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GOSHEN MUNICIPAL AIRPORT TO HOST R/C AIRCRAFT SHOW

Wednesday, June 26, 2019

The Goshen Municipal Airport is proud to host, for the third year in a row, the annual Air Supremacy over Goshen Show from July 11 to July 13. This giant-scale, remote control aircraft event is bound to bring a fun, family-friendly time for Goshen residents and surrounding communities. More than... more

PROJECT UPDATE: LINCOLN AVENUE

Monday, June 24, 2019

The Goshen Board of Works approved changes to the Lincoln Avenue milling paving project schedule Monday, June 24. While the portion of Lincoln Avenue between Third Street and the Elkhart River bridge will reopen to traffic on June 25, the next closure will not be until July 8. That is when Lincoln... more

PLYMOUTH AVENUE UPDATE

Friday, June 21, 2019

We received notice from INDOT that work on the Plymouth Avenue (SR 119) bridge is complete! Crews are opening the road and removing signs this afternoon. more

Upcoming Events All »

Community Relations Commission

Thursday, June 27, 2019, 7:00pm

Board of Public Works & Safety & Stormwater

Monday, July 1, 2019, 2:00pm

City Council meeting

Tuesday, July 2, 2019, 7:00pm

Wet Weather Detention Facility

The total captured combined sewage since October 2011:
129.14 Million Gallons

Total Treated and relased from the WWDF to the Elkhart River since December 2011:
3.238 Million Gallons

Goshen's Wet Weather Detention Facility (WWDF) was constructed in 2011 and is capable of treating 212 million gallons daily (MGD)  of stormwater. It is equipped to capture and store a one year/one hour rain event of 1.1 inches. It can also treat up to a ten year/one hour rain event of 1.88 inches. There are 3 pump stations along with a 90" sewer that deliver flows to the WWDF once the Wastewater Treatment Plant flow reaches the capacity of 12.5 MGD.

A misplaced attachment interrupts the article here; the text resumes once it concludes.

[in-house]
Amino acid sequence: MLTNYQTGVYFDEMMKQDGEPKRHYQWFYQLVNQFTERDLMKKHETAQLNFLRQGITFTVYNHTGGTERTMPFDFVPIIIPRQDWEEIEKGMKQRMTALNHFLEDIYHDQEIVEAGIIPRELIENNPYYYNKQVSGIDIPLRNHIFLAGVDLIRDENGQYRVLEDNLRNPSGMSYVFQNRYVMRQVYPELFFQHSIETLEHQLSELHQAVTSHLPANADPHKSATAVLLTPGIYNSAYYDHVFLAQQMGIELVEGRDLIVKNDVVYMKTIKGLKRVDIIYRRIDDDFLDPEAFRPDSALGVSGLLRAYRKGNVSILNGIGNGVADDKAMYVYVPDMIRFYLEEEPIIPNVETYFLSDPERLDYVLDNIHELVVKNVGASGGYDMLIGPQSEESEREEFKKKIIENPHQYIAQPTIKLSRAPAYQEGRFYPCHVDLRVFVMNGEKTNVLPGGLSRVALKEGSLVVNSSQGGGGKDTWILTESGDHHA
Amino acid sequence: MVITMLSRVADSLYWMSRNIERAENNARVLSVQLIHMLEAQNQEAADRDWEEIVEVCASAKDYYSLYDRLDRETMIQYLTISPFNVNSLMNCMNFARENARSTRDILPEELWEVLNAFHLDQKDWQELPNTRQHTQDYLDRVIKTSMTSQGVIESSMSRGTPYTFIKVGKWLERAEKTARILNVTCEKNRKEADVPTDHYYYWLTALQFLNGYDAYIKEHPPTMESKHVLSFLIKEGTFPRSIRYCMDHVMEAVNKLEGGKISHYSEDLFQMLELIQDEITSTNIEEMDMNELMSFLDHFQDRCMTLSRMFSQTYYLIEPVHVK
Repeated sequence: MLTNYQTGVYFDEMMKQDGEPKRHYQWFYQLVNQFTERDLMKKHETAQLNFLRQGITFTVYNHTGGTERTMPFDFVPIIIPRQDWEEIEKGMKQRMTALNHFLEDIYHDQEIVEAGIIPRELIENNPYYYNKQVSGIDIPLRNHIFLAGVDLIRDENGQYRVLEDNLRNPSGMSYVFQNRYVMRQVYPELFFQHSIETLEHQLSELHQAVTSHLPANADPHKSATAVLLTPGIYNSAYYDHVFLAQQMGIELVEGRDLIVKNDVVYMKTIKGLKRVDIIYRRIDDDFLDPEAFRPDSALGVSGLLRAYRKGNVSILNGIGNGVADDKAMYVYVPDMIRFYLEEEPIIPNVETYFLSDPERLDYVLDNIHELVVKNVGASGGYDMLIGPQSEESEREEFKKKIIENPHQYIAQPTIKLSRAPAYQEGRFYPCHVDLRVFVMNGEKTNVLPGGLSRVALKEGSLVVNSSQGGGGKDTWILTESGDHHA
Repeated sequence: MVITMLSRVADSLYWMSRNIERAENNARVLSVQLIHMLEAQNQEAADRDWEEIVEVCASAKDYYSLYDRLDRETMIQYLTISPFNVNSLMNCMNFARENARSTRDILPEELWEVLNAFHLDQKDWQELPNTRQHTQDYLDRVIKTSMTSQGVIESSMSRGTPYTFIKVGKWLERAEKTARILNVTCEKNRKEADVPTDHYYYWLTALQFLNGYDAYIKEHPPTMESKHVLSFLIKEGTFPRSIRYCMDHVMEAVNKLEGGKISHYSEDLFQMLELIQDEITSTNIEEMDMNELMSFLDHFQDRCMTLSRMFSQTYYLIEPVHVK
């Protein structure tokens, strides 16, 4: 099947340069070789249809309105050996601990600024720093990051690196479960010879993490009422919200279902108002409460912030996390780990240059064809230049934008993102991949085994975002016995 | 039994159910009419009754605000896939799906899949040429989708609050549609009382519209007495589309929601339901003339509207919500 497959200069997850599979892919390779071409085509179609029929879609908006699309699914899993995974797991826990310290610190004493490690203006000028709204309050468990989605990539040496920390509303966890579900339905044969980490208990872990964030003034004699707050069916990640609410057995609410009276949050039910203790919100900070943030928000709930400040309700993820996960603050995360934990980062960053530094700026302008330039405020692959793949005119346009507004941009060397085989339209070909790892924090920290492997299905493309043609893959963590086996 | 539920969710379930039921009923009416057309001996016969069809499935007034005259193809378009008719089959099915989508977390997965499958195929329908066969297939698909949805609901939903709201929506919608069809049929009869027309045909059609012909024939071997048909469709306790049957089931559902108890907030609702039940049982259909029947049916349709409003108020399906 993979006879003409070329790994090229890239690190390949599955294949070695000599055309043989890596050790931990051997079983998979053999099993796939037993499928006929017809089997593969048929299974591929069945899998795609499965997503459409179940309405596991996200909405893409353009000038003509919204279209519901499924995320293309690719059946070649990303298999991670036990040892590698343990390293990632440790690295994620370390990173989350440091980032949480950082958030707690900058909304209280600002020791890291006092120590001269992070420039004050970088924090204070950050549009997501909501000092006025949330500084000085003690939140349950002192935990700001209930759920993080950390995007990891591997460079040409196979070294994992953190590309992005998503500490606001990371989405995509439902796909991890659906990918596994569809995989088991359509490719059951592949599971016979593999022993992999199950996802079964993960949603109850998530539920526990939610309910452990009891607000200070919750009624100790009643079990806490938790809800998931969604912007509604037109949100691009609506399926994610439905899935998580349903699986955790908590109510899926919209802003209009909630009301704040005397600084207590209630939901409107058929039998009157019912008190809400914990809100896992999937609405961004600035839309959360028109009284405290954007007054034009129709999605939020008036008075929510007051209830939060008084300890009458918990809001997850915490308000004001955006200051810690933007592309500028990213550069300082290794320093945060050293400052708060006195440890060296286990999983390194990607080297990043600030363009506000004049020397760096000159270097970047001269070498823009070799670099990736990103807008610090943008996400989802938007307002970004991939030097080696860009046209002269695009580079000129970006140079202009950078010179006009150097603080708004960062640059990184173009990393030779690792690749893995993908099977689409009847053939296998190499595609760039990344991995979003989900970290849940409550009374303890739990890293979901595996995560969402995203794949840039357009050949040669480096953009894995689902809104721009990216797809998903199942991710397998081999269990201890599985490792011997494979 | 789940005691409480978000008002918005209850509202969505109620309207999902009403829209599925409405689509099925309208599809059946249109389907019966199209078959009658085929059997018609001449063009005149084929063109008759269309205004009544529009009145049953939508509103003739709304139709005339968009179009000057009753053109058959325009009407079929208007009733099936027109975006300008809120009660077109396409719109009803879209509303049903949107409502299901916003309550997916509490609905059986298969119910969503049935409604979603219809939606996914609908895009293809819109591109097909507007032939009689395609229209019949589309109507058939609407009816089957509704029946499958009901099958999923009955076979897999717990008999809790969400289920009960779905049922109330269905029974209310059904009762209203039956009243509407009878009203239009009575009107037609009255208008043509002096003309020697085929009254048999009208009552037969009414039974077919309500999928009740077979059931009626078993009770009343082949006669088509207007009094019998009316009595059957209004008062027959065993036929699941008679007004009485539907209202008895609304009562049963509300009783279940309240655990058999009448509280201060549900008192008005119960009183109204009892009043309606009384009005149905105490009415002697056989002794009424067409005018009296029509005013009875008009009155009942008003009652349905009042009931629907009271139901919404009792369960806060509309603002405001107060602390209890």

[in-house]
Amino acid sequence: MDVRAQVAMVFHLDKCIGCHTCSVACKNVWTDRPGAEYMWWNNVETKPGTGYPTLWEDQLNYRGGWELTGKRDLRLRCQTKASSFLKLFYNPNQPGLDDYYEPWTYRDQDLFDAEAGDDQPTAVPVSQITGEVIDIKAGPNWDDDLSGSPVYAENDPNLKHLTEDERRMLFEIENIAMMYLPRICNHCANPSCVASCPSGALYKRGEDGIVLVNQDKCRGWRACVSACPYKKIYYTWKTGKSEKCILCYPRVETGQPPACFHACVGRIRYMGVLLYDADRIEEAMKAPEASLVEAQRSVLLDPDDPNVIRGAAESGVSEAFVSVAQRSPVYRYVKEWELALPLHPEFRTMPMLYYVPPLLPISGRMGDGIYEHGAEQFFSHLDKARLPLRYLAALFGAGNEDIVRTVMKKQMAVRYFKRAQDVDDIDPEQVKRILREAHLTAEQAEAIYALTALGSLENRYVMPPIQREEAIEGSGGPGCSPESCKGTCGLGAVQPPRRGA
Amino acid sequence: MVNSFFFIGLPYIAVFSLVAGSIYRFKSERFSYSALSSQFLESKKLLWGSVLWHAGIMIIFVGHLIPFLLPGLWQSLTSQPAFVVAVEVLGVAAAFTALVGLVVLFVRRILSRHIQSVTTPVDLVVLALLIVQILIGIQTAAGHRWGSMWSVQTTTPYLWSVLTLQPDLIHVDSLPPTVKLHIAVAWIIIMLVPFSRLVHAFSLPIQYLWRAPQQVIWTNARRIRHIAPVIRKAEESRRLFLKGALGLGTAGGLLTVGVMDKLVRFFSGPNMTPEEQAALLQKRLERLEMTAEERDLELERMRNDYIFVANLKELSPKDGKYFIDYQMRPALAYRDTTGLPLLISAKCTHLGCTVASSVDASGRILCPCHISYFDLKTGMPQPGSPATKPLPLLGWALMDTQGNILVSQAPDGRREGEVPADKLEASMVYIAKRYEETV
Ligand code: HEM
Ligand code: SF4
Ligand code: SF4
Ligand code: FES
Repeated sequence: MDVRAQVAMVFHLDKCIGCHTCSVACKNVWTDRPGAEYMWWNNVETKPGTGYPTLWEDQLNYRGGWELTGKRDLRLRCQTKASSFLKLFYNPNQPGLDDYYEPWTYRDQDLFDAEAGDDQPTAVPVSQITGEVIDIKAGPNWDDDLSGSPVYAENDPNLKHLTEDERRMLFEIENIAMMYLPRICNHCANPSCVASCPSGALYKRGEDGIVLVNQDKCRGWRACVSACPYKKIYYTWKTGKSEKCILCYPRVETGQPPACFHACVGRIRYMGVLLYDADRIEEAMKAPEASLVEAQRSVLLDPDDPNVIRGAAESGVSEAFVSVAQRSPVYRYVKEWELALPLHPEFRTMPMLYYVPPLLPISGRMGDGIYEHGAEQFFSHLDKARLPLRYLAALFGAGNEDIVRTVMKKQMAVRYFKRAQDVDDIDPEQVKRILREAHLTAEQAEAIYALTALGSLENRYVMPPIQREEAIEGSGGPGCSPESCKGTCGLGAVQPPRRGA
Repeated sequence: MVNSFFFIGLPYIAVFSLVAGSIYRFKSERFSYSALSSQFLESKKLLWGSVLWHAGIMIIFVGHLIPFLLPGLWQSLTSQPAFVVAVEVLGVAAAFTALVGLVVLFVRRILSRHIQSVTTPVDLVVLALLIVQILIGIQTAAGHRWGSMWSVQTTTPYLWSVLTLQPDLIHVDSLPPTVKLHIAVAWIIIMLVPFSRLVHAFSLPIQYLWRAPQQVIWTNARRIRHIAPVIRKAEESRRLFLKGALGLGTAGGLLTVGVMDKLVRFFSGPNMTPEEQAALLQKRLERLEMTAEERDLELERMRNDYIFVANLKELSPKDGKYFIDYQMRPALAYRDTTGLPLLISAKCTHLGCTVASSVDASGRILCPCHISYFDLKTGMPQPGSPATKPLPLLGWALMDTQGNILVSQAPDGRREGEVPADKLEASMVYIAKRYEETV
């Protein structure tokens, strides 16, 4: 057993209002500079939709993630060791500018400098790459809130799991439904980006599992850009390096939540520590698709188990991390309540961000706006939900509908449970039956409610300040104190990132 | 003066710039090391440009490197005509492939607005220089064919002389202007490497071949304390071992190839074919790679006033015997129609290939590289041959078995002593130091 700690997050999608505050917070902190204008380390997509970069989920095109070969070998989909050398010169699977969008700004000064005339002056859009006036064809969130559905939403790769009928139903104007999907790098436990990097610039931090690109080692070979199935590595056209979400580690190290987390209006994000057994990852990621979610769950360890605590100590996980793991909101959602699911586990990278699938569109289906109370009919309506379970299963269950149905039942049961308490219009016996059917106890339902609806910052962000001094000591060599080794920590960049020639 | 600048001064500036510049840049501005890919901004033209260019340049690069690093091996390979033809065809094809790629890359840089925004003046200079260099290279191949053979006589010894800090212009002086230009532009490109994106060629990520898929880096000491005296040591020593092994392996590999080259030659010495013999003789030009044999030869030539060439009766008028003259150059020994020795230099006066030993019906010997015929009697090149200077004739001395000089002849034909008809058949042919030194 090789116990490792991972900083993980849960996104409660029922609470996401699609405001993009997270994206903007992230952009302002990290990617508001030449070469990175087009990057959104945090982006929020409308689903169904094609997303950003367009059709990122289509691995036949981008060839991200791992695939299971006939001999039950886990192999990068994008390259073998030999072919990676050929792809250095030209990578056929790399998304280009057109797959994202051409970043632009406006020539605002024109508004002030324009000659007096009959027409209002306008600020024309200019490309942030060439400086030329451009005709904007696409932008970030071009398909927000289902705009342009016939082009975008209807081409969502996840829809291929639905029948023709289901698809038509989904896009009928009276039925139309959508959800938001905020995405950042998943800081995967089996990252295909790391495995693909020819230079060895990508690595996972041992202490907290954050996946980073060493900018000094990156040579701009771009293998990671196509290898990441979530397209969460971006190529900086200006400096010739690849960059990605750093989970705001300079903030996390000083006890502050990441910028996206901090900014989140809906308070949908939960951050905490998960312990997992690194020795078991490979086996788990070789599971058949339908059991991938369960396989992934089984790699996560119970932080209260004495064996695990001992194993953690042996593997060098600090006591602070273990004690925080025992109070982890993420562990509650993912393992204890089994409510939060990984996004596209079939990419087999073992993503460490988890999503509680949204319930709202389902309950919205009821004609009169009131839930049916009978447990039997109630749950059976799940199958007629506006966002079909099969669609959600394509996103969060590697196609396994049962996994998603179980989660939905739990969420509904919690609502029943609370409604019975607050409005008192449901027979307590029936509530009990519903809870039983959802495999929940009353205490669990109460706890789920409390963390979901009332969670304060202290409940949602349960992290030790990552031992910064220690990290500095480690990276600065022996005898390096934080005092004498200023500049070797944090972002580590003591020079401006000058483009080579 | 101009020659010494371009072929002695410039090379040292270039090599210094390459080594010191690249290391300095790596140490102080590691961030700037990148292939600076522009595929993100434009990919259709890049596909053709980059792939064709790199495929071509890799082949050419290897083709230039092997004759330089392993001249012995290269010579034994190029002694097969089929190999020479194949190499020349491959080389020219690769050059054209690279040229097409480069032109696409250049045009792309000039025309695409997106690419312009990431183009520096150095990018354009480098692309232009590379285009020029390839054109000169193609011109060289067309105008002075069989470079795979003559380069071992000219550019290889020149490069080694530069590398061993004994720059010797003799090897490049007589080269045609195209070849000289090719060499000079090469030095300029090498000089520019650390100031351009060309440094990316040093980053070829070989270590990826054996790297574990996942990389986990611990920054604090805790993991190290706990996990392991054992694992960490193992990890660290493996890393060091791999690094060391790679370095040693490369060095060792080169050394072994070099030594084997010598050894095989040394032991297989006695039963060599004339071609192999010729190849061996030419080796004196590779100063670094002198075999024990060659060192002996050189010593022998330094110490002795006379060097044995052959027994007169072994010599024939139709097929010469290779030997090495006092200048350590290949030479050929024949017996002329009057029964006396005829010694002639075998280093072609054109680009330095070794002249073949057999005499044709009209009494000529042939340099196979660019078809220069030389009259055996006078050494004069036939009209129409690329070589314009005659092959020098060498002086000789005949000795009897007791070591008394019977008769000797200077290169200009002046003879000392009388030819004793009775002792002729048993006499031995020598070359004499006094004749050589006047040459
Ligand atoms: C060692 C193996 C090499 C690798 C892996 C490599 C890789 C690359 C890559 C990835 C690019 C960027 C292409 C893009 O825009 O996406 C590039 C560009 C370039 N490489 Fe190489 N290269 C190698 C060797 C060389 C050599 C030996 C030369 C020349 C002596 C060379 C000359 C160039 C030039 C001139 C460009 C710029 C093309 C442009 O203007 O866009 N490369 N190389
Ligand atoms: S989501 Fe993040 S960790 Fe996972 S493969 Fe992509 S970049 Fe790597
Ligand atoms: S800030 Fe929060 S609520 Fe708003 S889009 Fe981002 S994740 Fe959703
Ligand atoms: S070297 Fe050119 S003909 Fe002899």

Once the flow enters the facility, it goes through 90" grinders which are the largest currently made. It is then pumped through 4 RCS (raw combined sewage) pumps that are rated at 53 MGD each. The water is treated with Sodium Hyochlorite for disinfection before it travels into 2 tanks that can hold approximately 2.5 million gallons each. If the facility reaches its storage capacity, the water is de-chlorinated with Sodium Bisulfite before discharging into the Elkhart River.

Once a rain event is over and the flow at the WWTP returns to normal, the WWDF then begins to drain back to the WWTP.

When the WWDF is completely drained, residual sediment remains on the bottom of the storage tanks. These tanks are flushed automatically with a flush gate system and each flush gate tank holds 7, 500 gallons. There are 5 flush tanks within each storage tank.

This picture is the inside of one of the storage tanks and in the distance you can see the gates and a couple employees working on the gates. This helps to grasp the size of the tank and the flush tanks with in them.